We also think that if we can attract the right group of people, we’ll be set. I address this at length in Open Source Church, but the idea that we can bank on “experts” to show us the way is a flawed notion.

However, finding “experts” is often a secondary concern. The primary concern is finding givers. Yep. We want cash. I’m convinced that part of the reason we do demographic surveys when planting new churches is that we want to gather a congregation in “growing areas.” You should read that as “young, middle to upper class families.” If we go where the cash is, we’ll be able to have a successful ministry.

And, finally, my uber-pet peeve: We want to hire the perfect pastor, the “local resident church expert.” Everyone in my age range (in particular) has heard it: “We’re looking for someone that can attract young families” or “We’re looking for a person with a lot of experience and vision.”

Yes, of course, we don’t want a dolt in our pulpit, but this will not save our church. Intelligence is not fungible. We’re not hiring a CEO. We’re hiring a teacher. She will not save us from ourselves.

Some churches care more

I agree with Cohen’s point, in that the trifecta will not ensure any measure of “success.” I have seen congregations with the trifecta in abundance, and ones that are severely lacking. But the ones that are the acknowledged leaders in the Missio Dei are those that, quite simply, care more.

These congregations, their members, and their leadership never seem to let the lack of an “ideal location,” wealthy giving base, or rockstar staff/volunteers inhibit their ability to offer tangible care for the poor, marginalized, and oppressed. I see this in small and large congregations; rural and urban ones. The congregations that make an impact simply care more.

There is a palpable feeling of concern for the other over themselves. There is a distinct lack of infighting. There is nowhere present the need to preserve the organization. There is a mindset of sacrifice and action.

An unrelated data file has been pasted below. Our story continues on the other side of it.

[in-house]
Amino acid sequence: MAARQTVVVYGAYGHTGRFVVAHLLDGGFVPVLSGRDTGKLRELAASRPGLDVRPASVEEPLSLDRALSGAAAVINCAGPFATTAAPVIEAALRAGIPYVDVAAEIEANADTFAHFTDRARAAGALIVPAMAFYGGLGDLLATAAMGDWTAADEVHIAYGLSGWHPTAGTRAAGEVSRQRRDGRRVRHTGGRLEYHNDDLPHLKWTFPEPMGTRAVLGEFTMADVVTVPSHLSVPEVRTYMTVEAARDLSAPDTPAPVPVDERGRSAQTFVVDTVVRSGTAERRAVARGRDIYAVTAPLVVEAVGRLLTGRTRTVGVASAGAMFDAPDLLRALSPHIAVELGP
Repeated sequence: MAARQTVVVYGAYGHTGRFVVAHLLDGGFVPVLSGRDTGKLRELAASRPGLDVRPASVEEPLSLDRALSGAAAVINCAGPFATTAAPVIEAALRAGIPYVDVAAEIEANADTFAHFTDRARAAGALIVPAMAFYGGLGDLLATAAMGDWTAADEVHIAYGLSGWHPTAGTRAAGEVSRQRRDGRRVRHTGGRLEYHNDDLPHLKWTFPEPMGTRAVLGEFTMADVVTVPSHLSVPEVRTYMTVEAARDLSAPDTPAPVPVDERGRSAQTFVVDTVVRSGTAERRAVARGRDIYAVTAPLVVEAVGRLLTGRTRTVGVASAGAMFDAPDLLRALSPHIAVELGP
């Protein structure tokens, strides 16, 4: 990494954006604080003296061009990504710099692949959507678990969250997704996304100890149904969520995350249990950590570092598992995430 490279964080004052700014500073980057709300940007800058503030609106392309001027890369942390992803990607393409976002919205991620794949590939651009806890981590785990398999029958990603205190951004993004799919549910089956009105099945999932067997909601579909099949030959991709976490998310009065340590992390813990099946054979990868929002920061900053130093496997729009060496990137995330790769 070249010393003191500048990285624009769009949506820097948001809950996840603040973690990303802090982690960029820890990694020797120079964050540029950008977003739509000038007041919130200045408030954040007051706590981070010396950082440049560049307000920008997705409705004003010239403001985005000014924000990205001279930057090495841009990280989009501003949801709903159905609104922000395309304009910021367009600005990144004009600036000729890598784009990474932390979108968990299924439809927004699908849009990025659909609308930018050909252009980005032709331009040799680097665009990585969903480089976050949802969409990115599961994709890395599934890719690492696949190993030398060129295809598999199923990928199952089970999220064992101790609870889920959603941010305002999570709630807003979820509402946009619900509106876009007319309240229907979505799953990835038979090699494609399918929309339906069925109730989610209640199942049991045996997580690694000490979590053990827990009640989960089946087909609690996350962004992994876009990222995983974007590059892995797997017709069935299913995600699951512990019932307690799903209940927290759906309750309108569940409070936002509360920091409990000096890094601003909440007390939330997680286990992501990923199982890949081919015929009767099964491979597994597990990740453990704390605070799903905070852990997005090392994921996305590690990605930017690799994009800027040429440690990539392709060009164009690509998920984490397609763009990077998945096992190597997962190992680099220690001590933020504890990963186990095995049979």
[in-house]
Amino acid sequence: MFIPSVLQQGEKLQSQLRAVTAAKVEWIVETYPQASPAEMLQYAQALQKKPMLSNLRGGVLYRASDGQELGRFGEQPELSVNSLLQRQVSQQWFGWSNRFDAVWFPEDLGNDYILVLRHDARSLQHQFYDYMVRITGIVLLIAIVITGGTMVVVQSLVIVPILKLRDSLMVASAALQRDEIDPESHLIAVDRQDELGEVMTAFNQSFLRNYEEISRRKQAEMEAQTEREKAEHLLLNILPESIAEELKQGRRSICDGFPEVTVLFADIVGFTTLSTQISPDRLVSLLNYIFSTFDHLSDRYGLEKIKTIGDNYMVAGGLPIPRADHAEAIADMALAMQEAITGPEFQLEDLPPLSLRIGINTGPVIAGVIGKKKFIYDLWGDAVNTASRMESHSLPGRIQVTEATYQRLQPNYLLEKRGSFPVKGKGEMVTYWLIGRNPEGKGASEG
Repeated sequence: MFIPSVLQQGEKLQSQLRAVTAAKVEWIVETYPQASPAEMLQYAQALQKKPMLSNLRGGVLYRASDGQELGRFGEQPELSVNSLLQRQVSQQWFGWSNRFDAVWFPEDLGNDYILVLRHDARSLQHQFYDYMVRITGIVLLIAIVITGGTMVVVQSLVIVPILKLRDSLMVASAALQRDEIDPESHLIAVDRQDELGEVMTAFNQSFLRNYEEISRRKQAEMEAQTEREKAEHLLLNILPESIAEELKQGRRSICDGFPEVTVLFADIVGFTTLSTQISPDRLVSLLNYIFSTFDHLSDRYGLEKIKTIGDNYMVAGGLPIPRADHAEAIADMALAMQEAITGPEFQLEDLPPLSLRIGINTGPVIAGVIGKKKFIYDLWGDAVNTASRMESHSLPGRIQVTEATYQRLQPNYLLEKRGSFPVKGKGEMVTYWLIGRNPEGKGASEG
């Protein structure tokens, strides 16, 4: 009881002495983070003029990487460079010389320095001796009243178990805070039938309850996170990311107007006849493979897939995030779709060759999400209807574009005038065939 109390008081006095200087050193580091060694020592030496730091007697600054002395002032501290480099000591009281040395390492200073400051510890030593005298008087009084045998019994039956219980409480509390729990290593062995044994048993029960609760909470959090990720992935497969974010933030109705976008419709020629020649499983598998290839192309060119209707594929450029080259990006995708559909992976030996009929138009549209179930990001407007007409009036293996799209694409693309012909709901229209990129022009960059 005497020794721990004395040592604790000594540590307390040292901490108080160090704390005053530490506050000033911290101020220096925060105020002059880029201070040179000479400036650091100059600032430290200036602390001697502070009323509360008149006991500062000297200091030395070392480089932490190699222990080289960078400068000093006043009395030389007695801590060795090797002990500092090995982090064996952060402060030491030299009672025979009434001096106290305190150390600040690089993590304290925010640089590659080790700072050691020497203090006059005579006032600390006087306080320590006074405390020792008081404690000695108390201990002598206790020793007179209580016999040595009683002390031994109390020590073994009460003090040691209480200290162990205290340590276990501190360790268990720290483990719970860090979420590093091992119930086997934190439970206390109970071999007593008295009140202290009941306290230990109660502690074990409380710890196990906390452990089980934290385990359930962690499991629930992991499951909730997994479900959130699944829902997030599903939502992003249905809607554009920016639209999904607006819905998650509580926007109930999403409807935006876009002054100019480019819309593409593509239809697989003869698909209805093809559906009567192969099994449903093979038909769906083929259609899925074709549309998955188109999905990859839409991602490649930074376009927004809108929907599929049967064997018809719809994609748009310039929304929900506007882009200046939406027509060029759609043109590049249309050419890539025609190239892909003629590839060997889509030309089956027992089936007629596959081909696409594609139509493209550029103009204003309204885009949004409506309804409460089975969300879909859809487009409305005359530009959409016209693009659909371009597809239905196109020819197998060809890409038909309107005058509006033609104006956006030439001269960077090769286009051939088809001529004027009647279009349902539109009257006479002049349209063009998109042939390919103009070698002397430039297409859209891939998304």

In my denomination, there is one job requirement for being elected as a leader: A leader must demonstrate the New Commandment to love as Jesus loved as a matter of course. There is nothing that says they must be world renowned (or even passable) theologians. There is nothing about possessing a certain skill-set. They need to love. That’s it.

I spend a lot of time delving into and parsing the philosophy of ministry. However, at the end of the day, the things I write about are just tools and tips and tricks. They are not the solution.

If you want to be a vibrant disciple of Jesus, and if you want to be a part of a congregation that vibrantly participates in God’s Mission, forget programs and worship styles and whatever else. Just be Love and be a part of Love.

Landon’s Law of Declarations of Oppression

Yesterday, I tweeted this:

I am so damn tired of privileged white, straight people playing the victim card. #youveneverbeenoppressed

This was in response to a trend I’ve seen for a while, but is cresting in the particular religious world I live in. In short, it is increasingly the case that those who have historically been in the majority on several issues are now not, and it is making folks crazy. There are some that, to their credit, are doing the very hard work of trying to reframe their understanding of living in a community that they do not wholly resonate with, but so many more are playing a game I find deplorable.

Persons who have historically occupied positions of privilege have begun to declare that the tables have now turned and that they are the victims of marginalization and oppression.